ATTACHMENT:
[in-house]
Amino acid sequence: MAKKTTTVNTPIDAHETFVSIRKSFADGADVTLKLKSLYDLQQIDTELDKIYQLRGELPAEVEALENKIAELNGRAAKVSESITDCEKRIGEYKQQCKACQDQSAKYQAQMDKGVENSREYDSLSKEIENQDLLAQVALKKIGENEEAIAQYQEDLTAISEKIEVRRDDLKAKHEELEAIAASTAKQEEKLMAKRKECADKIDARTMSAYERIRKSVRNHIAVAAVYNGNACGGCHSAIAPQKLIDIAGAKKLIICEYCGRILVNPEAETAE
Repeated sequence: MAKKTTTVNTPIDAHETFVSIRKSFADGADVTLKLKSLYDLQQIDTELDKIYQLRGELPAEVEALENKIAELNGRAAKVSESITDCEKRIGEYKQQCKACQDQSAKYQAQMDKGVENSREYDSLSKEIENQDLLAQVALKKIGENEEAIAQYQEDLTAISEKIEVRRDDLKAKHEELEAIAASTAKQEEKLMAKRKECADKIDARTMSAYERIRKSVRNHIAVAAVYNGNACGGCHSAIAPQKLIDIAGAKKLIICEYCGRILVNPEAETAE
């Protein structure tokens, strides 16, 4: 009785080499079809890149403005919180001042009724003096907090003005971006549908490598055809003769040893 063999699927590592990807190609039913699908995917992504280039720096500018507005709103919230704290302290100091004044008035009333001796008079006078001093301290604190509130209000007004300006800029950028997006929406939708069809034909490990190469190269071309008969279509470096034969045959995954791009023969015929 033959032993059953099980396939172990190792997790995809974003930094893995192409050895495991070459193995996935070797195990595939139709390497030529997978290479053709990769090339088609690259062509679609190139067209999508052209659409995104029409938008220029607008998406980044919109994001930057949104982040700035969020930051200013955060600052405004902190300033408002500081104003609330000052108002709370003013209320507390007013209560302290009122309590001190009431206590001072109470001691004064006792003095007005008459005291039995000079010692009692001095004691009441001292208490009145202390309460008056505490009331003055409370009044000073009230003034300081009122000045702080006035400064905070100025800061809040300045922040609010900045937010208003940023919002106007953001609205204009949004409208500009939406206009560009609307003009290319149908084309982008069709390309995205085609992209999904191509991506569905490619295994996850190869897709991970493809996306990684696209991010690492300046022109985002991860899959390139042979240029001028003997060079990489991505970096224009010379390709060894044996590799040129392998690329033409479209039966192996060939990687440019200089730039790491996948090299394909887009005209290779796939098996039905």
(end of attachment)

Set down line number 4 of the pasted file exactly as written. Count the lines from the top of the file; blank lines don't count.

């Protein structure tokens, strides 16, 4: 009785080499079809890149403005919180001042009724003096907090003005971006549908490598055809003769040893 063999699927590592990807190609039913699908995917992504280039720096500018507005709103919230704290302290100091004044008035009333001796008079006078001093301290604190509130209000007004300006800029950028997006929406939708069809034909490990190469190269071309008969279509470096034969045959995954791009023969015929 033959032993059953099980396939172990190792997790995809974003930094893995192409050895495991070459193995996935070797195990595939139709390497030529997978290479053709990769090339088609690259062509679609190139067209999508052209659409995104029409938008220029607008998406980044919109994001930057949104982040700035969020930051200013955060600052405004902190300033408002500081104003609330000052108002709370003013209320507390007013209560302290009122309590001190009431206590001072109470001691004064006792003095007005008459005291039995000079010692009692001095004691009441001292208490009145202390309460008056505490009331003055409370009044000073009230003034300081009122000045702080006035400064905070100025800061809040300045922040609010900045937010208003940023919002106007953001609205204009949004409208500009939406206009560009609307003009290319149908084309982008069709390309995205085609992209999904191509991506569905490619295994996850190869897709991970493809996306990684696209991010690492300046022109985002991860899959390139042979240029001028003997060079990489991505970096224009010379390709060894044996590799040129392998690329033409479209039966192996060939990687440019200089730039790491996948090299394909887009005209290779796939098996039905």